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Another Glimpse of "Bubbo" Wright
This article appeared in the Dayton Daily News on October 15, 1996
1889-90 `High School Times' recalls Orville
by Roz Young
            In almost every issue of the High School Times, the literary magazine published by the Philomathean Club of Central High School in 1889 and 1890, there is a note about Paul Laurence Dunbar, but the other member of the class of 1890 destined for later world fame left hardly a trace on the pages.
            Orville Wright entered Central High School in September 1887. He was an average student during his freshman year, with 79 in Latin, 86 in algebra and 92 in botany. His botany drawings were exceptionally good, and his botany notebook has been preserved in the Wright archives.
            In July 1912, a writer for the Aero Club of America Bulletin published an interview with Orville's botany teacher, William Werthner, on his memories of the Wrights.
            Werthner said Orville was a `quiet, reserved boy, faithful in his work ... whom I would have forgotten had not his sister Kate in after years also attended or school and told me she was the second of her family to recite in my classes.'
            In his sophomore year, Orville's grades improved to 90 in Latin, geometry and history.
            In his junior year, Orville stopped taking courses that would lead to graduation from high school to devote more time to his printing business. A note on Page 10 in the first issue of the High School Times of 1889 said, `Orville Wright '90 is editor and publisher of the West Side News.'
            On Page 15, a note said, `It is a great pleasure to add The West Side News (to our Exchanges). The editor, our school-mate, Orville Wright, is establishing a justly enviable reputation by the manner in which he conducts his paper. No doubt some day he will occupy a prominent place among the journalists of the country.'
            The second issue, October 1889, of the Times reported,`Orville Wright has stopped the study of Latin.'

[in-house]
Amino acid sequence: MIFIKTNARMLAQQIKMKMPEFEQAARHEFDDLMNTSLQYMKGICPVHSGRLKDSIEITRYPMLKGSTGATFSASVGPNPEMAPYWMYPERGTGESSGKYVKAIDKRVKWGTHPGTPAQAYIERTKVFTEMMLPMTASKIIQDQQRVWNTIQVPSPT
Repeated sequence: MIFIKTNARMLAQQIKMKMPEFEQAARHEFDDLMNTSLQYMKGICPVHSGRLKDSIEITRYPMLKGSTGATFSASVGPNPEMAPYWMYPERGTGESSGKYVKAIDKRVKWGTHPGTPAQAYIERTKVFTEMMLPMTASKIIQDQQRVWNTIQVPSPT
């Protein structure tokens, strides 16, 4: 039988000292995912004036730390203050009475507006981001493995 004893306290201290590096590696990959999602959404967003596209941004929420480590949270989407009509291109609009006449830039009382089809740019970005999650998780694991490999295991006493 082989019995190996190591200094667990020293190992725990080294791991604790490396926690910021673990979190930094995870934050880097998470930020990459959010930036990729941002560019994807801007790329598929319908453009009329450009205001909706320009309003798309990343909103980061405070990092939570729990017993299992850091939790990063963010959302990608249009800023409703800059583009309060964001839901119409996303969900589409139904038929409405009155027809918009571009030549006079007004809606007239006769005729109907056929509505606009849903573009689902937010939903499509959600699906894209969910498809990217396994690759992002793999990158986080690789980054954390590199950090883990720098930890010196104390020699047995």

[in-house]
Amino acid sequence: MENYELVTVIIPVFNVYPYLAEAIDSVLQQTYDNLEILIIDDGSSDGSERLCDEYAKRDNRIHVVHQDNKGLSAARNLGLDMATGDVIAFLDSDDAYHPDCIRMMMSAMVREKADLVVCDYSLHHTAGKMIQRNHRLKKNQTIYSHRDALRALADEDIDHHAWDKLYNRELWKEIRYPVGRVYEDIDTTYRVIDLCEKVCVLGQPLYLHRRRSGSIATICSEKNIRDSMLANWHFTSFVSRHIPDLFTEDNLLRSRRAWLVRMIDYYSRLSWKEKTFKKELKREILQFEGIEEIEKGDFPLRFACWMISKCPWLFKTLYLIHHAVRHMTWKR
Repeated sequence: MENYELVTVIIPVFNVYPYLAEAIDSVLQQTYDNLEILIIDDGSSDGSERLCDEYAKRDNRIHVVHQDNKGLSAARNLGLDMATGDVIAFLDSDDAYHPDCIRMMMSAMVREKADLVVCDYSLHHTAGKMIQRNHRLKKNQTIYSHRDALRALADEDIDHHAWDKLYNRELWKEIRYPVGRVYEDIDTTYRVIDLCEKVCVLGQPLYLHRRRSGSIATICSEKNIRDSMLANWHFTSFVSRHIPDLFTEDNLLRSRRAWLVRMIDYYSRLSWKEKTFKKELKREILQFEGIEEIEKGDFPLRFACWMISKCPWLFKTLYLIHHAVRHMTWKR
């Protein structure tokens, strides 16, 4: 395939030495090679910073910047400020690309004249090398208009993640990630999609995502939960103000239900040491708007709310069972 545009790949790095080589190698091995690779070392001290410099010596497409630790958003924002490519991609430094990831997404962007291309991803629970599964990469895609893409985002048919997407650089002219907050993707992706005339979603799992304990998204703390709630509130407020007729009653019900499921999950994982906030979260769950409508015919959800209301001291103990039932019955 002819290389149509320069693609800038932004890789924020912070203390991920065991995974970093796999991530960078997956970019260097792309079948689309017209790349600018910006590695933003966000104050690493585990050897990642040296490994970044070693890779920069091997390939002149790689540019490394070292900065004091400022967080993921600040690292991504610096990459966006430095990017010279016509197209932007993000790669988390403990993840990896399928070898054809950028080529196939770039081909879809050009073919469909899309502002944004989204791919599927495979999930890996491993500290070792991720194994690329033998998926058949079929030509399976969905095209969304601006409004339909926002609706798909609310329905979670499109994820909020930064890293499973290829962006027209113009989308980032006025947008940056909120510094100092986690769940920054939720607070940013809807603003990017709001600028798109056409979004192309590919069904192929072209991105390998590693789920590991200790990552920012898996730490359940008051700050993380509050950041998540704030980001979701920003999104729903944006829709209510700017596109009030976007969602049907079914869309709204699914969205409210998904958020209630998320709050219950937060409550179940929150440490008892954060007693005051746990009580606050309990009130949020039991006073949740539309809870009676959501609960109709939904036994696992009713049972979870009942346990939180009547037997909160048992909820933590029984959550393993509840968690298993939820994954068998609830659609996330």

He did not return to high school in the fall of 1900, but in the April High School Times, the editor, William A. Blum, printed an essay on nicknames that Orville had left with him. In it, some of Orville's personal remarks give us a glimpse into the personality and thinking of young Orville Wright.
            `A nickname may be a name given in contempt or derision,' he began. `When the Normans conquered the Saxons, they looked down upon them and gave them many ugly nicknames; but I think there was one man whom they did not include when they called the Saxons a drunken, lazy race.'
            Good for Orville. He had mastered `whom' early on. Of how many high-school dropouts today can we say the same?
            `I hardly think,' he observed, `they could have given a nickname which showed contempt to Harold, the last of the Saxon kings.'
            He did not explain why.
            `John I of England's nickname was given him because his subjects scorned and hated him,' his essay continued. `When he ascended the throne, there was one living who had a better right to it, his nephew, Arthur of Brittany, whom he murdered himself, or ordered to be slain by someone else, which I think is about the same thing. Arthur, being a vassal of the French king (as was John),' Orville continued, using a dangling participle, `Louis of France, called John to account for killing one of his subjects and thus had a pretext for declaring the English king's French dominions to be forfeited. ... Ever since he has been nicknamed John Lackland.'
            Orville pointed out that, in families, nicknames are sometimes given because some of the names are too long to be pronounced properly. Orville, who was called Orv by family members all his life, was also called Bubbo because that was as near as Wilbur could come to `brother' when Orville was born. Katharine Wright often called Orville `Bubbo' in her letters.
            George Washington's nickname was `Father of his Country,' said Orville, `and who will say he does not deserve the name? Lincoln is remembered as `Emancipator of the Slaves.' He and Garfield are also known as the `Martyred Presidents.' In my estimation, these are three of the most illustrious men that the United States ever had.'
            In the conclusion to his essay, Orville got a little preachy, but he was, I am sure, sincere. `By what nickname shall we be known when we are no more? Do we wish to leave behind us a name which we shall not be ashamed of? Let us, then, guard our daily actions and live according to the light that is in us.'
            The copies of the High School Times that provided material for these two columns were found in his mother's attic by Don Williams, 217 Monarch Road, Centerville.